As discussed more fully in Section II.B., for the initial period the Commission is adopting the 50 percent notional amount calculation to determine appropriate minimum block sizes in the interest rate and credit asset classes. This approach provides for a more gradual phase-in of minimum block sizes, as recommended by numerous commenters. The Commission believes that the phase-in approach should provide swap market participants with an adequate amount of time to incrementally adjust their trading practices, technology infrastructure and business arrangements to comply with the new block trade regime.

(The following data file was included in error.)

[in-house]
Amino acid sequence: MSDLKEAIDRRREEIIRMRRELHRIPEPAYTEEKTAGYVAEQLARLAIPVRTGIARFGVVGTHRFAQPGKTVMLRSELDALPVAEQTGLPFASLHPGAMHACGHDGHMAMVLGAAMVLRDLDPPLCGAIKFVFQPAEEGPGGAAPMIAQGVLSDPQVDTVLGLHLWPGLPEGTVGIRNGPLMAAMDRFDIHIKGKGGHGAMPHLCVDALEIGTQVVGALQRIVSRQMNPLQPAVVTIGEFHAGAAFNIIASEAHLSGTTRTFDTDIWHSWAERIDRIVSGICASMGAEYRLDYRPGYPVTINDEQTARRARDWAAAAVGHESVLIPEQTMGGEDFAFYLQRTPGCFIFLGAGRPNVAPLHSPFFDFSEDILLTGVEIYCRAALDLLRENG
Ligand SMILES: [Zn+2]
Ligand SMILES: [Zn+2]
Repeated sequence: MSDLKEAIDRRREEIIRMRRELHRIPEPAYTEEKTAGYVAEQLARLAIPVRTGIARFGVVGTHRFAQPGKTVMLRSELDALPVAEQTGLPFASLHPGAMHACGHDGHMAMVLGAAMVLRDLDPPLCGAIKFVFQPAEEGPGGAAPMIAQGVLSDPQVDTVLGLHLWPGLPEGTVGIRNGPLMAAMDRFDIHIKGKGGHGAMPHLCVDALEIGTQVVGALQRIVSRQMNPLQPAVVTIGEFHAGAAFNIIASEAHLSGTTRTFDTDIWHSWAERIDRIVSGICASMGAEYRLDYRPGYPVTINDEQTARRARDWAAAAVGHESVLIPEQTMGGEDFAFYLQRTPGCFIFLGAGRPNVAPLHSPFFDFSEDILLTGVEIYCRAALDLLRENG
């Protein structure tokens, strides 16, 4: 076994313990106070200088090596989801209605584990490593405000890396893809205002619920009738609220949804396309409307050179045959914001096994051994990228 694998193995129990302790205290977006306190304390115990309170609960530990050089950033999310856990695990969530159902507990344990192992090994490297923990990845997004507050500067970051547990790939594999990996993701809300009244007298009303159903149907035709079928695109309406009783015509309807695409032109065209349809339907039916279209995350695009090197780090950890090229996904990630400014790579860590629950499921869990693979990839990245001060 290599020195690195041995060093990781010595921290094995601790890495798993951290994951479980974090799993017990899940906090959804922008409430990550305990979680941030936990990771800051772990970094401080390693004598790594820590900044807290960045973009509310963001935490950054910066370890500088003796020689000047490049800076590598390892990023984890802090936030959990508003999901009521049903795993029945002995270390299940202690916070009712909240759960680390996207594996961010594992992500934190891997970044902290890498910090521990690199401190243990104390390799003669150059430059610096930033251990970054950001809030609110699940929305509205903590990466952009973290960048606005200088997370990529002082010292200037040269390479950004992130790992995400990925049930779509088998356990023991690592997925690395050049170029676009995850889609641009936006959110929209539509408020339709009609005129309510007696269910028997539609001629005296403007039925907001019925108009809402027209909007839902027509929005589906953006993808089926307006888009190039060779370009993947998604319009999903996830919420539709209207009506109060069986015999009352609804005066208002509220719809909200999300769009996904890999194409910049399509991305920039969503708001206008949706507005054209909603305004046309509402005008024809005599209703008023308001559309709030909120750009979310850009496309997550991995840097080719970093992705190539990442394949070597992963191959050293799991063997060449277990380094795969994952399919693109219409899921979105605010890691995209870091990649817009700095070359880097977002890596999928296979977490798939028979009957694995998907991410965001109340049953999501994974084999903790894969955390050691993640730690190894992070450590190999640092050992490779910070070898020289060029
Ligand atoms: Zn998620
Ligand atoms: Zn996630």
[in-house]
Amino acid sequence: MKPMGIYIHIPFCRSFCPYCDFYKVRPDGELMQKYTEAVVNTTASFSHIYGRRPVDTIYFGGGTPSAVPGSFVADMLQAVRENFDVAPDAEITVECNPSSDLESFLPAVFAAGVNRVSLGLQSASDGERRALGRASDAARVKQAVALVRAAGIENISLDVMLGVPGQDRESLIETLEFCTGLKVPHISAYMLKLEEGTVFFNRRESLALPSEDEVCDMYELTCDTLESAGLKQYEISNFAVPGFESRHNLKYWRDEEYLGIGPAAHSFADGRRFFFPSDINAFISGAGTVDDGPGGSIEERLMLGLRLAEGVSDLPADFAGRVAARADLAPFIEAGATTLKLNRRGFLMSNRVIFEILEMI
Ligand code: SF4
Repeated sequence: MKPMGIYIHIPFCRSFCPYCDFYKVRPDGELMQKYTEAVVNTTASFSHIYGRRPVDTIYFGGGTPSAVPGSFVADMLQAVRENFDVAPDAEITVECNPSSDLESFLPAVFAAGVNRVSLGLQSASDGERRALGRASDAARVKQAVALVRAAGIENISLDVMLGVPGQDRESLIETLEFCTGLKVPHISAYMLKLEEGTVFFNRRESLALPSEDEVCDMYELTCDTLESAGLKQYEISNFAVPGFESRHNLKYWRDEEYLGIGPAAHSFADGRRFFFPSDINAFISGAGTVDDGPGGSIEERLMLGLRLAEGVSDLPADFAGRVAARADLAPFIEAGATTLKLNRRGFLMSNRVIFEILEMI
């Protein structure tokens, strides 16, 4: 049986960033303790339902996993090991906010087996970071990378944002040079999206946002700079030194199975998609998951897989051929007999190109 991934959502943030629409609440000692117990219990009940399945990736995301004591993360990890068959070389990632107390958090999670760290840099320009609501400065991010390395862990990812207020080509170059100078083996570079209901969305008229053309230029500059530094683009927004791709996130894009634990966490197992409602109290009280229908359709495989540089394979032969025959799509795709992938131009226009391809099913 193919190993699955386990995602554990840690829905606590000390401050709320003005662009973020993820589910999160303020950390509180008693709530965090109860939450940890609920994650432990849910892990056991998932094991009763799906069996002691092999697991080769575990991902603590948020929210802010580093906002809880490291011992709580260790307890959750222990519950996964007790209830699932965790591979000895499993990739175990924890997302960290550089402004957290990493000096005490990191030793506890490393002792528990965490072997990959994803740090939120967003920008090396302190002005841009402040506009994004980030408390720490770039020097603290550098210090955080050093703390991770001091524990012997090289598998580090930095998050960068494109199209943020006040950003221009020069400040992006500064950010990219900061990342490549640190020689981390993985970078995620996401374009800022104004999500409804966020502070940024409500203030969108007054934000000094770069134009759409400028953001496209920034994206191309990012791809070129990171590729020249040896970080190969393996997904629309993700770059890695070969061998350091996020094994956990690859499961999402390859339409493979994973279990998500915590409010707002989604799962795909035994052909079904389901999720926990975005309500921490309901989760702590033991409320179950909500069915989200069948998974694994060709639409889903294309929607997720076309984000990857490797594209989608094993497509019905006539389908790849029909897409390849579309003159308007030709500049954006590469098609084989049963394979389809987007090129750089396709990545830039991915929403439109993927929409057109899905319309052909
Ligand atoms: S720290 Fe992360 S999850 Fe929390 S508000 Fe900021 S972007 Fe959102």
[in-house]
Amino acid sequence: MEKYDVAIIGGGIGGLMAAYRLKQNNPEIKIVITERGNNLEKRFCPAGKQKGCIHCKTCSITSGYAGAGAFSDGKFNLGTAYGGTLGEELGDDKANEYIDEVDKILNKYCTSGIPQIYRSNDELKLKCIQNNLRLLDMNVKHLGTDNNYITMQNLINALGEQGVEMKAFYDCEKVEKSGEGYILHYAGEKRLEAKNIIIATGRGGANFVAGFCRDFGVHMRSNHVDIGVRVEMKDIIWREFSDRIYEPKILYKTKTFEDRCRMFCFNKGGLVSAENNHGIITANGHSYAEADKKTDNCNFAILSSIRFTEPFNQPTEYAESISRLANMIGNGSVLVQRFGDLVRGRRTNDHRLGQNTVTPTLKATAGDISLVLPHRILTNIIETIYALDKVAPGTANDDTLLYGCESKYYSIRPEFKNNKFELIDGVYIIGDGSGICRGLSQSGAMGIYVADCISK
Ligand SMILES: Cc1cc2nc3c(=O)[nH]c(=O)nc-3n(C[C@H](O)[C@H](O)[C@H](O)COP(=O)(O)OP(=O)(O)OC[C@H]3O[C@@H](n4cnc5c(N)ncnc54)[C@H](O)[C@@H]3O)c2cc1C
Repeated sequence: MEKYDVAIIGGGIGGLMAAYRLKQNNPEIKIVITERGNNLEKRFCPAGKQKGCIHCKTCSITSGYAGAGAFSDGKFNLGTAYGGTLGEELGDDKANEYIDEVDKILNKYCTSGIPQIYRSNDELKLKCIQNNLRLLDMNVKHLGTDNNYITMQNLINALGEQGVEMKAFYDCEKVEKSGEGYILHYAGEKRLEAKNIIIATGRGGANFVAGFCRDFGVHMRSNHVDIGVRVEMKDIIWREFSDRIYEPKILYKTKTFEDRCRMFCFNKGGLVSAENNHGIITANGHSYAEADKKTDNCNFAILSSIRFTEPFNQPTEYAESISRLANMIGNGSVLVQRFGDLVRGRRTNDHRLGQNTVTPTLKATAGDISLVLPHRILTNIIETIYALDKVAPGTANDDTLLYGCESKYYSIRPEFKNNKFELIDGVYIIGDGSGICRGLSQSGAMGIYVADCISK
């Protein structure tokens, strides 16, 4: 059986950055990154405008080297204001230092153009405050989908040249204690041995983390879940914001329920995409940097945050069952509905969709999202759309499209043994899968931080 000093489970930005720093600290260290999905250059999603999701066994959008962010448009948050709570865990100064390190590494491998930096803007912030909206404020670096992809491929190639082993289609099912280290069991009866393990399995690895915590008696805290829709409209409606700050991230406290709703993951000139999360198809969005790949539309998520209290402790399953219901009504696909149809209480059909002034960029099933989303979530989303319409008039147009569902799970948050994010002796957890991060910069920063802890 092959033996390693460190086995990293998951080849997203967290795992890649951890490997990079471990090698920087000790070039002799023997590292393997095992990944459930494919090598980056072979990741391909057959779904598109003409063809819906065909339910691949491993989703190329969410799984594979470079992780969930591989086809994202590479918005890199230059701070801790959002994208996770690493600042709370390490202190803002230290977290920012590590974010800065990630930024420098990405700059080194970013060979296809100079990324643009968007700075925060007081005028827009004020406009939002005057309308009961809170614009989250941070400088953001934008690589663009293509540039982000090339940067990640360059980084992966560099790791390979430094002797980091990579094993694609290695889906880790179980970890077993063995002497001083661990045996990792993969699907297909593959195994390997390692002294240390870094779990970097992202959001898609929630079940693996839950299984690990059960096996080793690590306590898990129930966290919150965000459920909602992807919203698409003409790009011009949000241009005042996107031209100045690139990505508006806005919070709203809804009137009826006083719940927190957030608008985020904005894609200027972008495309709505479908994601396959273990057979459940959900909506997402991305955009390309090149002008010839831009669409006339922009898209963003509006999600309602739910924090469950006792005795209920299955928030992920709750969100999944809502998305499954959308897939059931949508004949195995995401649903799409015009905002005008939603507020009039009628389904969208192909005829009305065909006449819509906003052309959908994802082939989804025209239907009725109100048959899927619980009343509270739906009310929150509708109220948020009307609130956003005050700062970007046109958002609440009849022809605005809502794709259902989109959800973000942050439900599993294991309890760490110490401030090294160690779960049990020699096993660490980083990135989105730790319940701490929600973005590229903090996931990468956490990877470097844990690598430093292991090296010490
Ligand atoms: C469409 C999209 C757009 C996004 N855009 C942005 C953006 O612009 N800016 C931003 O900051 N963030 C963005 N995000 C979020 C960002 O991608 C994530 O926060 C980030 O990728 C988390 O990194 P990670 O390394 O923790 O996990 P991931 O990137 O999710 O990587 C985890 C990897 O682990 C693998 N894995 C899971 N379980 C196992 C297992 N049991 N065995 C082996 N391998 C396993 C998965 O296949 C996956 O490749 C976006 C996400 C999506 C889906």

For the post-initial period, the Commission is adopting § 43.6(f)(1) as proposed. The 67-percent notional amount calculation means that, within a swap category, approximately two-thirds of the sum total of all notional amounts will be reported on a real-time basis. This approach will afford market participants a timely view of a substantial portion of swap transaction and pricing data to assist them in determining the competitive price for swaps within a relevant swap category. The Commission anticipates that this enhanced price transparency will encourage market participants to provide liquidity (e.g., through the posting of bids and offers), particularly when transaction prices move away from the competitive price. The Commission also anticipates that enhanced price transparency thereby will improve market integrity and price discovery, while also reducing information asymmetries enjoyed by market makers in predominately opaque swap markets.[639]